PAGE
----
became the parish priest at St. Joseph Parish and St. Michael the Archangel
Parish. When I would meet with Fr. Kresinski in his office alone, he would cup
his hand under his scrotum and pull his scrotum up toward his waist. He did this
every time I had to meet with him alone and would do it 6 or more times during
each meeting. In or about August 2013, I reported the sexual harassment to
Joseph Street, Respondent’s Director of Religious Education. Mr. Street did
In reviewing a Rule 12(b)(6) motion, a district court generally may not consider matters outside
of the complaint. Fed. R. Civ. P. 12(d). An exception exists with respect to: (i) exhibits that are
attached to the complaint; (ii) matters of public record; and, (iii) any undisputedly authentic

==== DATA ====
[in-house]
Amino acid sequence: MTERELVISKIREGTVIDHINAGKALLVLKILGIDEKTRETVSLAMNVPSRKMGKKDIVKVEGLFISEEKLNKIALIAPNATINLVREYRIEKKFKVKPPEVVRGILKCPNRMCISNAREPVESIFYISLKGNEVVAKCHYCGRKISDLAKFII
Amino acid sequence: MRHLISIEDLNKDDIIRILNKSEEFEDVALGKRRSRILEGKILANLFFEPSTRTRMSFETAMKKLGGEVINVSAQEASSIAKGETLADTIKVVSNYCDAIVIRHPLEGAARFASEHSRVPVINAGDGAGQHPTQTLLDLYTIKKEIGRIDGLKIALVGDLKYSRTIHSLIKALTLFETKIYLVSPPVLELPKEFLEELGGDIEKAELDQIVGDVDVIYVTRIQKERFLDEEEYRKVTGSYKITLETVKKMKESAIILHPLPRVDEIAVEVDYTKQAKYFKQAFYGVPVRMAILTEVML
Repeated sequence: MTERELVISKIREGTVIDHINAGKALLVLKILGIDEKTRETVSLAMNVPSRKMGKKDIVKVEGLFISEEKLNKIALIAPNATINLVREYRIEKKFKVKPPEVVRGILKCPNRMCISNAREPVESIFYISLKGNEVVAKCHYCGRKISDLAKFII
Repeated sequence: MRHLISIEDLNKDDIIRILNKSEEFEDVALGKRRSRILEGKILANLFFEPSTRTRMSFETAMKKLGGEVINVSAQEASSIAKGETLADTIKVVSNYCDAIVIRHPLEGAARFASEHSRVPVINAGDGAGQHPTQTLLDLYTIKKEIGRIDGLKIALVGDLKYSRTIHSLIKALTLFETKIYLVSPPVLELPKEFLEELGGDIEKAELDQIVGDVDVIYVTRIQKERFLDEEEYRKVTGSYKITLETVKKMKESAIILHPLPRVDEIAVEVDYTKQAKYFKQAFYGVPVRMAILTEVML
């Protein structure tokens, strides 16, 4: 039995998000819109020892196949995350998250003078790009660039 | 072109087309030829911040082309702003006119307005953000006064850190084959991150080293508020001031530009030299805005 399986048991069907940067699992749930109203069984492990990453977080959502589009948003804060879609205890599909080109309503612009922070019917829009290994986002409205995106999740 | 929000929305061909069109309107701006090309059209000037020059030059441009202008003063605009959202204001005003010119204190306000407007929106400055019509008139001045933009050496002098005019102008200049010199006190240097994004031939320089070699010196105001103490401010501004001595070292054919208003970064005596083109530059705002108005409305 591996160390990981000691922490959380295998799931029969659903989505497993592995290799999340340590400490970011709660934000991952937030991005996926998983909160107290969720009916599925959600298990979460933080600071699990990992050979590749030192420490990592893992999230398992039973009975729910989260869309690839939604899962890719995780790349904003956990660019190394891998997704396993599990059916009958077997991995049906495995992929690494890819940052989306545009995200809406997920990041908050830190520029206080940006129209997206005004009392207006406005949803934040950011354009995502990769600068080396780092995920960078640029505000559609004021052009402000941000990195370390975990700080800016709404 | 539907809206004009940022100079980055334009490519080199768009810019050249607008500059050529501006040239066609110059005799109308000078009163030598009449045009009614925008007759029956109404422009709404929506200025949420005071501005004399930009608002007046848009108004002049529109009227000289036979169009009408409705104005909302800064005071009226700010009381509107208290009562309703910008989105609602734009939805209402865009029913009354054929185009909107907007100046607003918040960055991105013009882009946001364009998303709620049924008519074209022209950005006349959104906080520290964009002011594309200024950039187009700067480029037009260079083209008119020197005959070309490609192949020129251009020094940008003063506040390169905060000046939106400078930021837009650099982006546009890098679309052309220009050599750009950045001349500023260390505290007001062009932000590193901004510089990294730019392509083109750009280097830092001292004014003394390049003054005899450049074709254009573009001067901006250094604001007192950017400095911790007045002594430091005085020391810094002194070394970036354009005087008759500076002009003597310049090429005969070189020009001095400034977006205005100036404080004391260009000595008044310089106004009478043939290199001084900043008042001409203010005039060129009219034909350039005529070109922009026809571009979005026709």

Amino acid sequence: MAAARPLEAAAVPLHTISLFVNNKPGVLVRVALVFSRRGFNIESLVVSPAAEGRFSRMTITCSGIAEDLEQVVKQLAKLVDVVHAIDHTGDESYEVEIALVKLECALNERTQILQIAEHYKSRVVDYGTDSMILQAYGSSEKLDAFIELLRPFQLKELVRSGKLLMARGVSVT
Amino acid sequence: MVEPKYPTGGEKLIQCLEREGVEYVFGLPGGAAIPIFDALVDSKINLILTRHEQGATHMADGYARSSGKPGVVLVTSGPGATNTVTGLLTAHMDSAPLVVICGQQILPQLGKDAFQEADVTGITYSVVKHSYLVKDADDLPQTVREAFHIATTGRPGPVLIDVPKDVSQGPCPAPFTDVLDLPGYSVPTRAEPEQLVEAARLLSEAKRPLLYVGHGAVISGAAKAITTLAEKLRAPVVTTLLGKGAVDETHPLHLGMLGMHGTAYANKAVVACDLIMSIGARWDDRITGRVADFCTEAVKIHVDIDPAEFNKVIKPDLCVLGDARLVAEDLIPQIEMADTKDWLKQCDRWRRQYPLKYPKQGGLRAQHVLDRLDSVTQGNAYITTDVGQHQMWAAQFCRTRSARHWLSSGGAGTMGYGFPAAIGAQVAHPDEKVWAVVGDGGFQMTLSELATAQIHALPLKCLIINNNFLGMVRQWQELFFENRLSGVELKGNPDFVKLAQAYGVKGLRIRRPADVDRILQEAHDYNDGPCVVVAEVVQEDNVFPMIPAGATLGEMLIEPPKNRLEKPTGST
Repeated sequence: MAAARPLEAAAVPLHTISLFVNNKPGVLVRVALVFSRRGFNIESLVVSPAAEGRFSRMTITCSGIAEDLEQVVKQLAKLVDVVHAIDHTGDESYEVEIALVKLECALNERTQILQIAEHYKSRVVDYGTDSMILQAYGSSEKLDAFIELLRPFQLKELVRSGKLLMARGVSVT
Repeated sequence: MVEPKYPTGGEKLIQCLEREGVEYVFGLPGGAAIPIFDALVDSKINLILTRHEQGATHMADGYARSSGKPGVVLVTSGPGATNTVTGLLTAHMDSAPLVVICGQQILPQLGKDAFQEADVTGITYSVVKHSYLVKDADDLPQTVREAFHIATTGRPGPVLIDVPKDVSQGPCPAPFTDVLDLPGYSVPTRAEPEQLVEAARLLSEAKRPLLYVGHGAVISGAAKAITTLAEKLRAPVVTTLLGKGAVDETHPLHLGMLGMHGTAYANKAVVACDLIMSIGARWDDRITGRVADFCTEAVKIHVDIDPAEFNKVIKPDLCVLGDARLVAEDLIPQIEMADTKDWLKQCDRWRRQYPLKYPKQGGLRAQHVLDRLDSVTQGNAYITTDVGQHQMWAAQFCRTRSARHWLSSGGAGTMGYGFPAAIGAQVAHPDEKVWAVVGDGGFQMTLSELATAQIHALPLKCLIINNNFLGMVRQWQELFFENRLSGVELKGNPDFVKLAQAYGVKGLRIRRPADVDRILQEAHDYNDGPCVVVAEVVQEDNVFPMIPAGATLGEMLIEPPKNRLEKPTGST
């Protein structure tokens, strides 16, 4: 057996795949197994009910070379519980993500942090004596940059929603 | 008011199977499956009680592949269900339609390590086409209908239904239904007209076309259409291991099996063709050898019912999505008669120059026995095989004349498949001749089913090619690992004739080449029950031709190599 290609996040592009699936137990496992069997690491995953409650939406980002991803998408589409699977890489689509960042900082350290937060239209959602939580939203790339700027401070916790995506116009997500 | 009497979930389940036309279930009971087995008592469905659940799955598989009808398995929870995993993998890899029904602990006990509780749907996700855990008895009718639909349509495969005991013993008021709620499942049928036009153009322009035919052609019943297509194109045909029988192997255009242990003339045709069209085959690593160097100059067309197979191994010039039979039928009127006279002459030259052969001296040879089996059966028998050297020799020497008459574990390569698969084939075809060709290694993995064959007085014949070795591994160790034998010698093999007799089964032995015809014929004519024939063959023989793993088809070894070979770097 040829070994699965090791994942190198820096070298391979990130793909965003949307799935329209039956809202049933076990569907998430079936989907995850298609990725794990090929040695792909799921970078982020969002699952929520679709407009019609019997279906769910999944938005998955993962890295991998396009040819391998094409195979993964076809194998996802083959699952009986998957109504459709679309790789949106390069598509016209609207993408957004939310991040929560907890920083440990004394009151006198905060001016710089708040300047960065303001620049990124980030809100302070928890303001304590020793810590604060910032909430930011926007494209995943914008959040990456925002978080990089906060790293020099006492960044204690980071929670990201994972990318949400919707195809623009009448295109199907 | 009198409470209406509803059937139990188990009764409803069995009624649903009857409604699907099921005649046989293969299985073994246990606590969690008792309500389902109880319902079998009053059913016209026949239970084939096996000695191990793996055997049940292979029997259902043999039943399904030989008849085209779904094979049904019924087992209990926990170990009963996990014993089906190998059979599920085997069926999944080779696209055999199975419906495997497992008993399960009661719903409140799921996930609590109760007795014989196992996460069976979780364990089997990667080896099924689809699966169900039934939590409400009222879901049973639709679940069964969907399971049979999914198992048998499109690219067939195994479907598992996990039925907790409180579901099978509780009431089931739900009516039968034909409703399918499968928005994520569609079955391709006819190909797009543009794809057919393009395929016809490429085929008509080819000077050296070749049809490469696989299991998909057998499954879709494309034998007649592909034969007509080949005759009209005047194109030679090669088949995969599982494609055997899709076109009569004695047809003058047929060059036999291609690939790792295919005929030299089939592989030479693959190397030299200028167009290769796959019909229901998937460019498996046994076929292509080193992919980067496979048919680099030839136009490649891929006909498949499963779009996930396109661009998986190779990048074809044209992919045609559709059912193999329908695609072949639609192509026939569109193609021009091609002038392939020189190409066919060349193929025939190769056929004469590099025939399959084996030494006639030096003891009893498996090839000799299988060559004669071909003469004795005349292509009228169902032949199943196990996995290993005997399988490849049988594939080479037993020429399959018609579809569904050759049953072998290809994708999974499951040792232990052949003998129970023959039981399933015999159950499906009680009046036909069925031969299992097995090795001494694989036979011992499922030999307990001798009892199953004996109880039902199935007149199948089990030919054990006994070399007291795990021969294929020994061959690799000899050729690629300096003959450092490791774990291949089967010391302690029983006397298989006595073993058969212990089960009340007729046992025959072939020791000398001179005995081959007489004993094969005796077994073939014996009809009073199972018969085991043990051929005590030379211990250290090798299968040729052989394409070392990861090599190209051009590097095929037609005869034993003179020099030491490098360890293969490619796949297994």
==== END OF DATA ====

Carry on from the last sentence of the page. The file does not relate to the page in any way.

document that a defendant attaches as an exhibit to a motion to dismiss if the document is
integral to or explicitly relied upon in the complaint. See In re Burlington Coat Factory Sec.
Litig., 114 F.3d 1410, 1426 (3d Cir. 1997); Pension Benefit Guar. Corp. v. White Consol. Indus.,
Inc., 998 F.2d 1192, 1196 (3d Cir. 1993).
nothing to address my complaint and advised me to “politely resign.” I then
contacted Monsignor Smith, Director Priest Personnel, and met with him and
Monsignor Kaza of St. Tobias, on September 24, 2013. During that meeting, I
advised Monsignor Smith that I could not continue to work with Fr. Kresinski due
to sexual actions. At the meeting, Monsignor Smith told me I was creditable. On
October 1, 2013, Monsignor Smith met with Fr. Kresinski, who admitted to